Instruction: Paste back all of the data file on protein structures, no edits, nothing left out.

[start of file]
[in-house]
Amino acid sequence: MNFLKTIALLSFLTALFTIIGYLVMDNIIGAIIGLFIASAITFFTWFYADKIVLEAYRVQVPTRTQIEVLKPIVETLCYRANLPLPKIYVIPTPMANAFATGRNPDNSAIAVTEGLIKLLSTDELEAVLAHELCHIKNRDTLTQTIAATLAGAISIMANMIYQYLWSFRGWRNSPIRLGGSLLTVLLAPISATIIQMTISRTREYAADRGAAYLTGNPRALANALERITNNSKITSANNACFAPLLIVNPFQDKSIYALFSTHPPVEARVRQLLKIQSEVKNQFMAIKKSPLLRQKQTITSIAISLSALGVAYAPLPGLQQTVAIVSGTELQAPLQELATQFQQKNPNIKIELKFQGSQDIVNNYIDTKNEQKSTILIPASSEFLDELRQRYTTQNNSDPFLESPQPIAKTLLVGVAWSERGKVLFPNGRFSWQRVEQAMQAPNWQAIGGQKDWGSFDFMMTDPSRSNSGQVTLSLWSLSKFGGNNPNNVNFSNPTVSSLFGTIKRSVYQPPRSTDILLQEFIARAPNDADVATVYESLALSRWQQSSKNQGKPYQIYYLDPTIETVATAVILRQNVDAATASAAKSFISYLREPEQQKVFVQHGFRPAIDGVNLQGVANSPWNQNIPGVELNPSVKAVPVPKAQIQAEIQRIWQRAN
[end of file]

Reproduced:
[in-house]
Amino acid sequence: MNFLKTIALLSFLTALFTIIGYLVMDNIIGAIIGLFIASAITFFTWFYADKIVLEAYRVQVPTRTQIEVLKPIVETLCYRANLPLPKIYVIPTPMANAFATGRNPDNSAIAVTEGLIKLLSTDELEAVLAHELCHIKNRDTLTQTIAATLAGAISIMANMIYQYLWSFRGWRNSPIRLGGSLLTVLLAPISATIIQMTISRTREYAADRGAAYLTGNPRALANALERITNNSKITSANNACFAPLLIVNPFQDKSIYALFSTHPPVEARVRQLLKIQSEVKNQFMAIKKSPLLRQKQTITSIAISLSALGVAYAPLPGLQQTVAIVSGTELQAPLQELATQFQQKNPNIKIELKFQGSQDIVNNYIDTKNEQKSTILIPASSEFLDELRQRYTTQNNSDPFLESPQPIAKTLLVGVAWSERGKVLFPNGRFSWQRVEQAMQAPNWQAIGGQKDWGSFDFMMTDPSRSNSGQVTLSLWSLSKFGGNNPNNVNFSNPTVSSLFGTIKRSVYQPPRSTDILLQEFIARAPNDADVATVYESLALSRWQQSSKNQGKPYQIYYLDPTIETVATAVILRQNVDAATASAAKSFISYLREPEQQKVFVQHGFRPAIDGVNLQGVANSPWNQNIPGVELNPSVKAVPVPKAQIQAEIQRIWQRAN